Trevor Lawrence Becoming More Comfortable With His Newfound Fame

Kalyn Kahler
Sports Illustrated

THIBODAUX, LA. — Last summer, Trevor Lawrence didn’t do much. He went to Steve Clarkson’s quarterback camp in Los Angeles and Clemson’s football camp. But nobody really knew who he was then, so, as he puts it, he “just kind of hung out.”

A year later, and there’s been no casual hanging out for Lawrence this summer. As a true freshman at Clemson, he won the starting job five weeks in and put up one of the best seasons ever for a true freshman quarterback, leading the Tigers to a national title. Lawrence is now a household name, and he’s barely had time to relax. “No one knew too much about me [last summer], so it was a different time for sure,” Lawrence says.

Lawrence, who has been busy making appearances at many more football camps this summer, was invited to be a counselor at the Manning Passing Academy, a football camp for high school quarterbacks, tight ends and receivers. Every year, the Mannings—Archie, Cooper, Peyton and Eli—invite 40 of the NCAA’s top starting quarterbacks to work as counselors at the four-day camp held on Nicholls State’s campus in Thibodaux, La. An invite to work at the MPA, in its 24th year this summer, has become something of an honor and a rite of passage for college quarterbacks.

When Alabama’s Tua Tagovailoa, who Lawrence defeated in the national championship, dropped out at the last second with a minor hamstring strain, Lawrence became the clear camp headliner. Campers flocked to Lawrence for selfie and autograph requests. A camp security staffer often followed him on his way off the field to the staff break room. A look through Instagram photos that Lawrence is tagged in shows 42 selfies posted by eager campers.

Each MPA counselor is assigned a group of campers that they coach during practice sessions and another group for the seven-on-seven games each evening of the camp. Lawrence coached a 7-on-7 group of Isidore Newman High School football players that included Cooper Manning’s son, Arch Manning, a rising freshman, who has already gone viral for his play in a varsity scrimmage. Among the group of college quarterback counselors were two familiar faces for Lawrence: Kelly Bryant, who transferred to Missouri after Lawrence beat him out for the starting job at Clemson, and Hunter Johnson, who transferred to Northwestern shortly after Lawrence arrived at Clemson.

NFL personnel who have passed through the camp have told me that there is a lot to learn about a quarterback‘s character at MPA—from how they coach up the kids in their group and how they interact with the other college quarterbacks to whether they show up on time for the staff meetings and how seriously they take the whole situation.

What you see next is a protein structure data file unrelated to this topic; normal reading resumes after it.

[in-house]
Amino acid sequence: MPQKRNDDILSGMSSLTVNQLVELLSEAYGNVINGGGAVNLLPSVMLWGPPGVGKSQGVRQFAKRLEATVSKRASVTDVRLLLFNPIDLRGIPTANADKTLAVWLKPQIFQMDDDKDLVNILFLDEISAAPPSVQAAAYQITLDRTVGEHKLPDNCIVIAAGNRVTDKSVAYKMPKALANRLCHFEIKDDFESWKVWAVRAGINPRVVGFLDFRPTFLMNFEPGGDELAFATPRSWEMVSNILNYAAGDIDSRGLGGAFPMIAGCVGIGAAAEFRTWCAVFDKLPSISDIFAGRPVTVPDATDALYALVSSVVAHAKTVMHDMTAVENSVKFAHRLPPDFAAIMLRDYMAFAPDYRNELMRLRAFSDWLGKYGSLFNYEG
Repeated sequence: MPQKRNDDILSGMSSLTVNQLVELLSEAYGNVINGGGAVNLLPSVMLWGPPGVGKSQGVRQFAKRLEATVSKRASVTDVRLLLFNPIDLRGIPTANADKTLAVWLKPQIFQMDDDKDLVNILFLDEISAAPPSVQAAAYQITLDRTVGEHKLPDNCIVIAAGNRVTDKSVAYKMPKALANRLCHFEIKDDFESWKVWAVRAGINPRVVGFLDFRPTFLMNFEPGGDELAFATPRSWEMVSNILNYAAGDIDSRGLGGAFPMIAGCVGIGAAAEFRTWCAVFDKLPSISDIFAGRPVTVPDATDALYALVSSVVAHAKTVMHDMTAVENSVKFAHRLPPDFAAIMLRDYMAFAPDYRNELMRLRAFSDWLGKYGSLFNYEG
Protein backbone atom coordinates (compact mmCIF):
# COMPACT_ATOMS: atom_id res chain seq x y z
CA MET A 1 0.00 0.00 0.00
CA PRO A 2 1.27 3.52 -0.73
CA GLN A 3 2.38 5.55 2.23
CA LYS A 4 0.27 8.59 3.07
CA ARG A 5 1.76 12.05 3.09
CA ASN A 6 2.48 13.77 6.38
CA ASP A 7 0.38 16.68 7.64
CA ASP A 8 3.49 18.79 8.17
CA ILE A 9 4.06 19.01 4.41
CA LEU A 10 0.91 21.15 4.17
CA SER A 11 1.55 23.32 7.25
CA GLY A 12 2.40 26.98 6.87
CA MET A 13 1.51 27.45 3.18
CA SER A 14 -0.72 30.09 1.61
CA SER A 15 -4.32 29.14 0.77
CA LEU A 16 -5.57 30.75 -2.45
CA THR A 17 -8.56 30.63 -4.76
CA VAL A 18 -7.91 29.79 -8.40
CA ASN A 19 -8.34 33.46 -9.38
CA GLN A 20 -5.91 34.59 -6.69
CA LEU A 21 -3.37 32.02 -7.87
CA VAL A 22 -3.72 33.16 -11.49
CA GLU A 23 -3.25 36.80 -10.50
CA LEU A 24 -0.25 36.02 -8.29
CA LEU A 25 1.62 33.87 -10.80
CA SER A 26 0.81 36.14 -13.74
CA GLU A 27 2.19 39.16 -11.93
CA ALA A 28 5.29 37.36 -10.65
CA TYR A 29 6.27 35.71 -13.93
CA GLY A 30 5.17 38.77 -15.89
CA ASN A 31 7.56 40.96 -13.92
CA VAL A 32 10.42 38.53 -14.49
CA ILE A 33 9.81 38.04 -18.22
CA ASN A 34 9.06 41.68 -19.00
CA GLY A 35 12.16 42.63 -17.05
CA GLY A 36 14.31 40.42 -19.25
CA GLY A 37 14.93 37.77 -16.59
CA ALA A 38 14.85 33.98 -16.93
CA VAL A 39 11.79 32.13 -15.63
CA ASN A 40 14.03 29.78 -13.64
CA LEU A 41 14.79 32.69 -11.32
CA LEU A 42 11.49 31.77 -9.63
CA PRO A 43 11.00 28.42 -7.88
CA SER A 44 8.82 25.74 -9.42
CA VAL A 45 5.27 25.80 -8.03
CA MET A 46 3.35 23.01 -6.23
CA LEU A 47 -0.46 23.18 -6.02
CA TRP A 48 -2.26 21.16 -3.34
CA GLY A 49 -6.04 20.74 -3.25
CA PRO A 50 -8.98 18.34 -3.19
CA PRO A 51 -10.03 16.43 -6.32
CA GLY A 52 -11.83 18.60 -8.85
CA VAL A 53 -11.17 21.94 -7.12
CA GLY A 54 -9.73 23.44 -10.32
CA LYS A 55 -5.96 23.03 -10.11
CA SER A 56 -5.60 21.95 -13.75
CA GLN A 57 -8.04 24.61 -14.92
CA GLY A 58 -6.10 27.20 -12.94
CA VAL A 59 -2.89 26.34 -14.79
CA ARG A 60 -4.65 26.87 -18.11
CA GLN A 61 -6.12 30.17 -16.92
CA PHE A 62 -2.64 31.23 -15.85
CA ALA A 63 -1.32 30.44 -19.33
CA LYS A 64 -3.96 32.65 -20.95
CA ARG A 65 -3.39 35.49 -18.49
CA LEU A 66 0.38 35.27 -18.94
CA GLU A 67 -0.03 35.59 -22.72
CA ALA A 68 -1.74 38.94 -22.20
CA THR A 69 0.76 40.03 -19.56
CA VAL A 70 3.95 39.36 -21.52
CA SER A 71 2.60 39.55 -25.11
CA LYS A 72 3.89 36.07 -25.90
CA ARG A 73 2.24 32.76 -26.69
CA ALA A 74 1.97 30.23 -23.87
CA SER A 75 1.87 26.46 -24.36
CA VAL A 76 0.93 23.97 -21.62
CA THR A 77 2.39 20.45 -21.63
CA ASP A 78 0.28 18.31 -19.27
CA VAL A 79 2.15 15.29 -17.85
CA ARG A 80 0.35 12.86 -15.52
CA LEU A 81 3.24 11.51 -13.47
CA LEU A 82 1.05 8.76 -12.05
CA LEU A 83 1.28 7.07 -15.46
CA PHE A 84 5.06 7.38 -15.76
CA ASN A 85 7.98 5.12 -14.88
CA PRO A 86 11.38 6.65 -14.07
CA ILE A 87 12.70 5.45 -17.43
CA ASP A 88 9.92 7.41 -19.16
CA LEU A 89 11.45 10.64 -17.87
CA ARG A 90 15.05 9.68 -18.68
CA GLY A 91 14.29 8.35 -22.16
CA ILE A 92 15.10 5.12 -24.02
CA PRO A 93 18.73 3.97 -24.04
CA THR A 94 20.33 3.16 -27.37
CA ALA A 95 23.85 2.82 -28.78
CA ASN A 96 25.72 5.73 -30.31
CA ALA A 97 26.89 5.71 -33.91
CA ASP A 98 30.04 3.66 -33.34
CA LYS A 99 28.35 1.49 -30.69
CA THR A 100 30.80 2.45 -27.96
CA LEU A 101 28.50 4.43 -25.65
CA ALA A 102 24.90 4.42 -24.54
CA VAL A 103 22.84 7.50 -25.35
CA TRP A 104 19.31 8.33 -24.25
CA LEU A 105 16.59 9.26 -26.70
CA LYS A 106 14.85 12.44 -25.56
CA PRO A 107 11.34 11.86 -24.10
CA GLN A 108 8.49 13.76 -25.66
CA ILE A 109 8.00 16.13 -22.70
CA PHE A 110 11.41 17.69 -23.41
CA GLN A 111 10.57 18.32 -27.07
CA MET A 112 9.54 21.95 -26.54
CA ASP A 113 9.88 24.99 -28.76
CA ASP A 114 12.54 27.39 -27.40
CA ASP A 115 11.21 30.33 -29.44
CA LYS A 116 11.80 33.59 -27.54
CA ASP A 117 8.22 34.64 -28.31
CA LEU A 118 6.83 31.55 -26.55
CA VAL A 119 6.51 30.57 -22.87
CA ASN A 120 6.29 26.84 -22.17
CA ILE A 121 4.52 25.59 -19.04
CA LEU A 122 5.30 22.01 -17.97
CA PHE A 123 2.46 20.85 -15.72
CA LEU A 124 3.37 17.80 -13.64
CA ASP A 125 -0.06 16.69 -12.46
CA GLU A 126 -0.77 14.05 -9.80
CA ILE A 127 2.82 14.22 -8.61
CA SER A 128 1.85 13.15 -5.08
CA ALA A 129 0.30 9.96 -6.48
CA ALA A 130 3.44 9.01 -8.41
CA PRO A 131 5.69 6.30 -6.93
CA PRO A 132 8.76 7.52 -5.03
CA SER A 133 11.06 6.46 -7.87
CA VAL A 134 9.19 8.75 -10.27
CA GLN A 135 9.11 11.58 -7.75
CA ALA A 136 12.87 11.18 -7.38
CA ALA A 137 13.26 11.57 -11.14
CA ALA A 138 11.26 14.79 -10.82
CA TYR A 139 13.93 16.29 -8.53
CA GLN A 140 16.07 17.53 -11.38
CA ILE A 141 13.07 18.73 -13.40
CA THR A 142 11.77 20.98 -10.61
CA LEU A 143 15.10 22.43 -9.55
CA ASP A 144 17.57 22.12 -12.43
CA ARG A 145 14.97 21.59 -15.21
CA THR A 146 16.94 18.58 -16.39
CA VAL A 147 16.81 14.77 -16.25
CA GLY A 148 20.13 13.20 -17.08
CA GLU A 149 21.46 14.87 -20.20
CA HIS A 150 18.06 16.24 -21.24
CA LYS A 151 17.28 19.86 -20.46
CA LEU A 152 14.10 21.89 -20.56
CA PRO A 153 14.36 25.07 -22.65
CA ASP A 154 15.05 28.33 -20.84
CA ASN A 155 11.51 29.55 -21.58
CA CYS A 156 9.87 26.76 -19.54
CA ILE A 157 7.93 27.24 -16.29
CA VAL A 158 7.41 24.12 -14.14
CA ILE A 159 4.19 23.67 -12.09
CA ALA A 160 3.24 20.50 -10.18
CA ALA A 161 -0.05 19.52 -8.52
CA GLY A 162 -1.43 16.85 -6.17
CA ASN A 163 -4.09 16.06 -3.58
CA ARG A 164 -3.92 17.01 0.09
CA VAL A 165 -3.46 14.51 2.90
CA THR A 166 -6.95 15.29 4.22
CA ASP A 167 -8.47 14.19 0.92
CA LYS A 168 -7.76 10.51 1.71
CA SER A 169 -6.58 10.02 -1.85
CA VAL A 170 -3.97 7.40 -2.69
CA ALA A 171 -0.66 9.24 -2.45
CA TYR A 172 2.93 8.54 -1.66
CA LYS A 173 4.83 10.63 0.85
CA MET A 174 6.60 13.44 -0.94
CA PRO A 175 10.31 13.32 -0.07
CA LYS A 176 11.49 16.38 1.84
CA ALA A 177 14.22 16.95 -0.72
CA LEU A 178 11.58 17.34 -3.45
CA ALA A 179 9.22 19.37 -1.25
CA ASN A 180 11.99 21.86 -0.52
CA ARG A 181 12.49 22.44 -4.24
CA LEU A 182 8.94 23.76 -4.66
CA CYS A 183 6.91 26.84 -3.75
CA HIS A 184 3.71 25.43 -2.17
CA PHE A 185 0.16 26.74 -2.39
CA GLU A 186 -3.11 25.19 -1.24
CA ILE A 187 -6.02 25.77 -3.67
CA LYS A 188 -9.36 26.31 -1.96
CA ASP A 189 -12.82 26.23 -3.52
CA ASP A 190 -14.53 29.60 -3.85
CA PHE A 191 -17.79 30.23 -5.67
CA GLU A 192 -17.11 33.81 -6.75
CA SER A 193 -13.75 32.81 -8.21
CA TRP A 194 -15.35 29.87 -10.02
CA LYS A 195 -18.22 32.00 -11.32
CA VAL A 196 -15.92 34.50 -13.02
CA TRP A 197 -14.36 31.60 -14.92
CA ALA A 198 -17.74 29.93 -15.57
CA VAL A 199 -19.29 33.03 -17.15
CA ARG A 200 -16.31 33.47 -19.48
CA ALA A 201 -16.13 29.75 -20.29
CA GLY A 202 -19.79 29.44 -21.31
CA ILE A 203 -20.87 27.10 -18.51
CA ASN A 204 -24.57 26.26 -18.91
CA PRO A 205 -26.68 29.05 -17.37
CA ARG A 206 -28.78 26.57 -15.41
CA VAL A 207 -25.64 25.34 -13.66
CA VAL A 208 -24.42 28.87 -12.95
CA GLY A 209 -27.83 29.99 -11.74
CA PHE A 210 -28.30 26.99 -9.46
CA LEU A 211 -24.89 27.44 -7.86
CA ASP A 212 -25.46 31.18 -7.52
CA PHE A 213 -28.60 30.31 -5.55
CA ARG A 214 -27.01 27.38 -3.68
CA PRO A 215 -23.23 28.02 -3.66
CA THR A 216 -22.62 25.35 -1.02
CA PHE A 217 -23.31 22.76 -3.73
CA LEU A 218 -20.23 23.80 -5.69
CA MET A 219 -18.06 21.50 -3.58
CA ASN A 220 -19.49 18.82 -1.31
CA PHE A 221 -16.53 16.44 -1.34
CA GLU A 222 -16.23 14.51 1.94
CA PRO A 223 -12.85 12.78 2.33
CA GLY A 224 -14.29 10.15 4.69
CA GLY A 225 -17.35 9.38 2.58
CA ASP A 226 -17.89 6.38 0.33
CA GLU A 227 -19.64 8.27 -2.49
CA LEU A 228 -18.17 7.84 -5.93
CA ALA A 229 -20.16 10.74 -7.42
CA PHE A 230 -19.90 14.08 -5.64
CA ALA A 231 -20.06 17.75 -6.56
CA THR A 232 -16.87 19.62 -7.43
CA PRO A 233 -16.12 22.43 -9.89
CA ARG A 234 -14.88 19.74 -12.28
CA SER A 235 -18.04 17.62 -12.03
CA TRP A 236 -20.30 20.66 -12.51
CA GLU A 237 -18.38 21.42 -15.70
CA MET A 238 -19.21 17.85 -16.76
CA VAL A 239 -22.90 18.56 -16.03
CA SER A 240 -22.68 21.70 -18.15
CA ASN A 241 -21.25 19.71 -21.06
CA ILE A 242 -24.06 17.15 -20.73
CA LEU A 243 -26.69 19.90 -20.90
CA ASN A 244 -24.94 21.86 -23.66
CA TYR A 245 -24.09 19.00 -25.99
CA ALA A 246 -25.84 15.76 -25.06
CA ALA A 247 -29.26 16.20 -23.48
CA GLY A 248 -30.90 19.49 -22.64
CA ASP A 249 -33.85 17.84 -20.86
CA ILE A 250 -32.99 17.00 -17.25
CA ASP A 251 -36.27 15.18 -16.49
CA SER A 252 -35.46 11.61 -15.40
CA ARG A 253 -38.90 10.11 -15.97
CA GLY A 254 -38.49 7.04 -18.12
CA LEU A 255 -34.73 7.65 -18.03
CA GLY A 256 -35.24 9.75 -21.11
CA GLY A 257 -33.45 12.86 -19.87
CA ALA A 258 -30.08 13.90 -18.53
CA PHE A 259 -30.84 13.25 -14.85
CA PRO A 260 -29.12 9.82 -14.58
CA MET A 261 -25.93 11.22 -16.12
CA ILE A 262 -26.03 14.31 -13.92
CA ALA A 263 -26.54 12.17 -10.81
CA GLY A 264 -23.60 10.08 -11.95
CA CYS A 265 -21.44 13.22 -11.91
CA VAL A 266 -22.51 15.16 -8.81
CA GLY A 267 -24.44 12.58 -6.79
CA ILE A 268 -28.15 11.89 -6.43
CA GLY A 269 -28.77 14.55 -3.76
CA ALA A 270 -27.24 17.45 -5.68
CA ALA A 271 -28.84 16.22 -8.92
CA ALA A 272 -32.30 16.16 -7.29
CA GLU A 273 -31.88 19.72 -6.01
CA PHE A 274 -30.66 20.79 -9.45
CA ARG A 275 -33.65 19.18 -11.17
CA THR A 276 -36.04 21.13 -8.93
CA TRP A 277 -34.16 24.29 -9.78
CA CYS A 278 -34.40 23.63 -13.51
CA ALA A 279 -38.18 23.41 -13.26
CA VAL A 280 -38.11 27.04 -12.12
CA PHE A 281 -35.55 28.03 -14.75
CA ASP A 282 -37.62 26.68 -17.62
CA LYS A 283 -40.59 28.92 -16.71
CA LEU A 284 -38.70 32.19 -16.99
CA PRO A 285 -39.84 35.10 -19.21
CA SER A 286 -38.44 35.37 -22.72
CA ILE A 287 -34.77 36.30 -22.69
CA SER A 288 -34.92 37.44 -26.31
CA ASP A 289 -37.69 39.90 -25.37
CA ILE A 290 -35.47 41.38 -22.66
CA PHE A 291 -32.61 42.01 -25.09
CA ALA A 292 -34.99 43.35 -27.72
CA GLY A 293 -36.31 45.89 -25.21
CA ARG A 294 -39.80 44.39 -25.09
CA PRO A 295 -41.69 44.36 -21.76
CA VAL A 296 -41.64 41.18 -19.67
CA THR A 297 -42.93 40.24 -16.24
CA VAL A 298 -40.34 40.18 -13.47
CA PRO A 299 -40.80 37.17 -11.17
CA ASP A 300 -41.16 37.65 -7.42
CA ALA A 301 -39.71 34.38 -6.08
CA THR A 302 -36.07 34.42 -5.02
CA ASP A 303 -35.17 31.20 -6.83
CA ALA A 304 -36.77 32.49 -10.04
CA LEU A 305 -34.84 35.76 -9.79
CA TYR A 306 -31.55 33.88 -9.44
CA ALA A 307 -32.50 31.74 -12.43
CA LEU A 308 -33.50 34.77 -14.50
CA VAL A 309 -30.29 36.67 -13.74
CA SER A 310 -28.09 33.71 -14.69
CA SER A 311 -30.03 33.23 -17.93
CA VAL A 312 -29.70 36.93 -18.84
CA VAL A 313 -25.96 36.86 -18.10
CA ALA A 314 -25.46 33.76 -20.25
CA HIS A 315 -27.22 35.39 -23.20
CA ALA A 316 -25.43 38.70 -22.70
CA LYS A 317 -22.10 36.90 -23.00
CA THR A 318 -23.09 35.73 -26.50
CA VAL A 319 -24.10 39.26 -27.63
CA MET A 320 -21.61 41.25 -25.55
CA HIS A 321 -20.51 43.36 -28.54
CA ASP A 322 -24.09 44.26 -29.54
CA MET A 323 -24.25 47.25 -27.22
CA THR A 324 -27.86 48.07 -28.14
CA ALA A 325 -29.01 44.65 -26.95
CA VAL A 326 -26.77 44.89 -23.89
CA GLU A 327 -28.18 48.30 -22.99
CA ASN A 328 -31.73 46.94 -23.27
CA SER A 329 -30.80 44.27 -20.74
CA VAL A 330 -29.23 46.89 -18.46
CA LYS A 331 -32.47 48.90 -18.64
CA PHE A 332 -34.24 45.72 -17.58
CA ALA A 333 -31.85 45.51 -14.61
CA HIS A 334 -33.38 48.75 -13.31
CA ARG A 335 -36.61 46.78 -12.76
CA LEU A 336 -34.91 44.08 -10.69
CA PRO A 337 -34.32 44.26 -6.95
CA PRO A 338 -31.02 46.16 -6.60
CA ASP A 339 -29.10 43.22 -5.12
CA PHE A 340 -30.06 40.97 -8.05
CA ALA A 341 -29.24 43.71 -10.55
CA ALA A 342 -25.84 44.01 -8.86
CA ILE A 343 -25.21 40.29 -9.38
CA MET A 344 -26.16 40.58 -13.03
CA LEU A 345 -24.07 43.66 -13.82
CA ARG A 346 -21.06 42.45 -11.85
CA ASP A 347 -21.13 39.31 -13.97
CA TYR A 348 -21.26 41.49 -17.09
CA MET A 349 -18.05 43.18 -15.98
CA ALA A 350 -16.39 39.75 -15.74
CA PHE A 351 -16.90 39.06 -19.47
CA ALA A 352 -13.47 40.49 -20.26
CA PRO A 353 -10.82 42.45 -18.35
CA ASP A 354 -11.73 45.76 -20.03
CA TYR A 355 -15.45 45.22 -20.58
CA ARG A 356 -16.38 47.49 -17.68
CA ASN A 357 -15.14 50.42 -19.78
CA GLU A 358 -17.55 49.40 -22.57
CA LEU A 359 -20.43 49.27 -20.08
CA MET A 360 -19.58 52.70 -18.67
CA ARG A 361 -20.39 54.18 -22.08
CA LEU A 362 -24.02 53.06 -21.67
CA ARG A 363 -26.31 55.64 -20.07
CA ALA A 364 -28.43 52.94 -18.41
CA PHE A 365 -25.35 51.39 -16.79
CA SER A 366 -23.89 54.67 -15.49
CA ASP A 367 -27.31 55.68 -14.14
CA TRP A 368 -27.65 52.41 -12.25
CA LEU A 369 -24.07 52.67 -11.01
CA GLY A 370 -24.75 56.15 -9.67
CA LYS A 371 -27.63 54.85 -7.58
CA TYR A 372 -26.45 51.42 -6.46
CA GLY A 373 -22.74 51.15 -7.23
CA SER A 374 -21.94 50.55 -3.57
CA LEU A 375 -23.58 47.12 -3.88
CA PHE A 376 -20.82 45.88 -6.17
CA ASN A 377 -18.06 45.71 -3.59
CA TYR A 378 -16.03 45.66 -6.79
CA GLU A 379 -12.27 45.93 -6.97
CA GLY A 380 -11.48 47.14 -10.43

I wanted to see for myself what I could learn about Lawrence in this unconventional setting. Though his on-field play suggests otherwise, Lawrence is a quiet guy who prefers to keep a low profile. Despite being the biggest name of the college counselors, he didn’t show up for his scheduled media availability with reporters at MPA.

Among the 1,145 campers and 42 college counselors (and many more counselors who are high school coaches, private quarterback coaches, NFL players or former college and NFL coaches) spread out over 26 different fields, I thought it would be easy to track down Lawrence because of his height (6’ 5”) and his signature shoulder-length blonde hair. I wandered from field to field in the 90-degree heat searching for Lawrence, and was fooled once by a tall camper with similar long locks. After an hour of scanning, I asked a staffer to point me to Lawrence’s group. Old QBs 32A. Field 12.

Trevor Lawrence goes full camp counselor in his bucket hat and purple Nikes. | Kalyn Kahler
Trevor Lawrence goes full camp counselor in his bucket hat and purple Nikes. | Kalyn Kahler

I’d passed by this field once before and missed Lawrence completely because his recognizable hair was covered up by a beige bucket hat. A pair of sunglasses with orange reflective lenses hid his eyes. Lawrence patiently coached his players and led them through drills. Lawrence is only 19 years old, just a few years older than these campers, who were rising sophomores, juniors and seniors, 15-18 years old. As he came off the field after a morning practice session, I asked him if he still felt like one of the teens he was coaching.

“I do feel older in the sense of where I am, I feel like I have experienced a lot,” Lawrence says. “But no, I can remember clearly just a few years ago being in their shoes. I am not that much older, it wasn't too long ago.”

Because of his newfound fame, Lawrence is hyper-aware of everything he does and says. When I asked to interview him as he led his group off the field, he asked me what I planned to ask him before he agreed to talk. He knows the NFL has its eye on him and that he’s being closely watched. During the time I stood watching him coach one practice session, an NFL exec looked on, Cooper Manning parked his golf cart near Lawrence’s field and Jim Nagy, the director of the senior bowl and a well-connected former scout, also watched the quarterback.

Lawrence knows the expectations for his sophomore season are impossibly high, so he purposely avoids reading most of what is written about him. He said he doesn’t feel the pressure or weight of those expectations, but is of course, wants to build off his freshman season and be even better.

When Lawrence reached Guidry Stadium, where all the college quarterback counselors dropped off their groups of campers for roll call, our interview was interrupted by a swarm of requests for selfies. Lawrence obliged the campers with pictures, and then quietly turned and jogged off the field and down the tunnel, searching for a break from the madness that will only grow as his sophomore season approaches.

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